Janet Kuo, Software Engineer, Google

1 “kubectl run” outputs the type and name of the resource(s) it creates. In 1.2, it now creates a deployment resource. You can use that in subsequent commands, such as “kubectl get deployment “, or “kubectl expose deployment “. If you want to write a script to do that automatically, in a forward-compatible manner, use “-o name” flag with “kubectl run”, and it will generate short output “deployments/”, which can also be used on subsequent command lines. The “–generator” flag can be used with “kubectl run” to generate other types of resources, for example, set it to “run/v1” to create a Replication Controller, which was the default in 1.1 and 1.0, and to “run-pod/v1” to create a Pod, such as for –restart=Never pods.

Kubernetes 1.2 and simplifying advanced networking with Ingress

March 31 2016

Editor’s note: This is the sixth post in a series of in-depth posts on what’s new in Kubernetes 1.2.
Ingress is currently in beta and under active development.

In Kubernetes, Services and Pods have IPs only routable by the cluster network, by default. All traffic that ends up at an edge router is either dropped or forwarded elsewhere. In Kubernetes 1.2, we’ve made improvements to the Ingress object, to simplify allowing inbound connections to reach the cluster services. It can be configured to give services externally-reachable URLs, load balance traffic, terminate SSL, offer name based virtual hosting and lots more.

Ingress controllers

Today, with containers or VMs, configuring a web server or load balancer is harder than it should be. Most web server configuration files are very similar. There are some applications that have weird little quirks that tend to throw a wrench in things, but for the most part, you can apply the same logic to them and achieve a desired result. In Kubernetes 1.2, the Ingress resource embodies this idea, and an Ingress controller is meant to handle all the quirks associated with a specific “class” of Ingress (be it a single instance of a load balancer, or a more complicated setup of frontends that provide GSLB, CDN, DDoS protection etc). An Ingress Controller is a daemon, deployed as a Kubernetes Pod, that watches the ApiServer’s /ingresses endpoint for updates to the Ingress resource. Its job is to satisfy requests for ingress.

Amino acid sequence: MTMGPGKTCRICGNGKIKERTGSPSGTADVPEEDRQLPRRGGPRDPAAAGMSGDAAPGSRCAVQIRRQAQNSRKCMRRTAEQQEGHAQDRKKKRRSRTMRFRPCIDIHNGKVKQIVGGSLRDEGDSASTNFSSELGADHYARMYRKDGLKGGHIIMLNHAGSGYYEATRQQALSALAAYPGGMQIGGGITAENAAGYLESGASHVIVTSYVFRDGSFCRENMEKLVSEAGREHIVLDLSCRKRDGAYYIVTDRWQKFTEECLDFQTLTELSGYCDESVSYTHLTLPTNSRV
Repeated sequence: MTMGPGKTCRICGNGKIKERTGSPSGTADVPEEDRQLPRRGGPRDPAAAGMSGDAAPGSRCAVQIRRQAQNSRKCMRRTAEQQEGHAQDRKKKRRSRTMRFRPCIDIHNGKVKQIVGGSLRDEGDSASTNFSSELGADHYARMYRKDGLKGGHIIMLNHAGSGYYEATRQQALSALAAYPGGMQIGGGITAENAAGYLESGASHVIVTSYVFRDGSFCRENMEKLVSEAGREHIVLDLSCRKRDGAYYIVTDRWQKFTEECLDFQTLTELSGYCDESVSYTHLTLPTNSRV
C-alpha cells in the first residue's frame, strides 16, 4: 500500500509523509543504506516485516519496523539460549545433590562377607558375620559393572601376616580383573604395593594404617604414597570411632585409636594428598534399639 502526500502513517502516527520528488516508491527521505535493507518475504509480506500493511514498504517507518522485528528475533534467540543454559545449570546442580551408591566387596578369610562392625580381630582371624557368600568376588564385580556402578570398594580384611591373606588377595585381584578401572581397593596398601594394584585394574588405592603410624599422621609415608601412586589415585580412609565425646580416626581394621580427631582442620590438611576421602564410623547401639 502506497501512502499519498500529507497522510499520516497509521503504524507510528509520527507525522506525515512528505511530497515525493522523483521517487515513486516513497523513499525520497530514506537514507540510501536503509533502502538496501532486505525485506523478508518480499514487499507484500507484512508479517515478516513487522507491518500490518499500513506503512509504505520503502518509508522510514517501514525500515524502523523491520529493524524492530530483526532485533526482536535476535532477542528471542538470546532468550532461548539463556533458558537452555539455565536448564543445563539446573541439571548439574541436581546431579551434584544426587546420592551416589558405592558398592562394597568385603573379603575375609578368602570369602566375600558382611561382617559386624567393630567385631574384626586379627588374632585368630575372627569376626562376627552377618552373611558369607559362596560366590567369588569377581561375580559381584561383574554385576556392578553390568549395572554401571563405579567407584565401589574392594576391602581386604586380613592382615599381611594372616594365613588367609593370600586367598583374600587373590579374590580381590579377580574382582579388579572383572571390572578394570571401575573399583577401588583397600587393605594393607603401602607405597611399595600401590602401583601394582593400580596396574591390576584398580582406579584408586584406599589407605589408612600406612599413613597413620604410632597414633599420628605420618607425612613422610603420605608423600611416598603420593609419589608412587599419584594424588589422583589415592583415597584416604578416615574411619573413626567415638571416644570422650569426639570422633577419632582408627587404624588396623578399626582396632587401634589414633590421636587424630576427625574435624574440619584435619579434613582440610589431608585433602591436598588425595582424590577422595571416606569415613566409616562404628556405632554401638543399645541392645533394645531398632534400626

Your Kubernetes cluster must have exactly one Ingress controller that supports TLS for the following example to work. If you’re on a cloud-provider, first check the “kube-system” namespace for an Ingress controller RC. If there isn’t one, you can deploy the nginx controller, or write your own in < 100 lines of code.

Please take a minute to look over the known limitations of existing controllers (gce, nginx).

TLS termination and HTTP load-balancing

Since the Ingress spans Services, it’s particularly suited for load balancing and centralized security configuration. If you’re familiar with the go programming language, Ingress is like net/http’s “Server” for your entire cluster. The following example shows you how to configure TLS termination. Load balancing is not optional when dealing with ingress traffic, so simply creating the object will configure a load balancer.

First create a test Service. We’ll run a simple echo server for this example so you know exactly what’s going on. The source is here.

$ kubectl run echoheaders   
--image=gcr.io/google\_containers/echoserver:1.3 --port=8080  
$ kubectl expose deployment echoheaders --target-port=8080   

If you’re on a cloud-provider, make sure you can reach the Service from outside the cluster through its node port.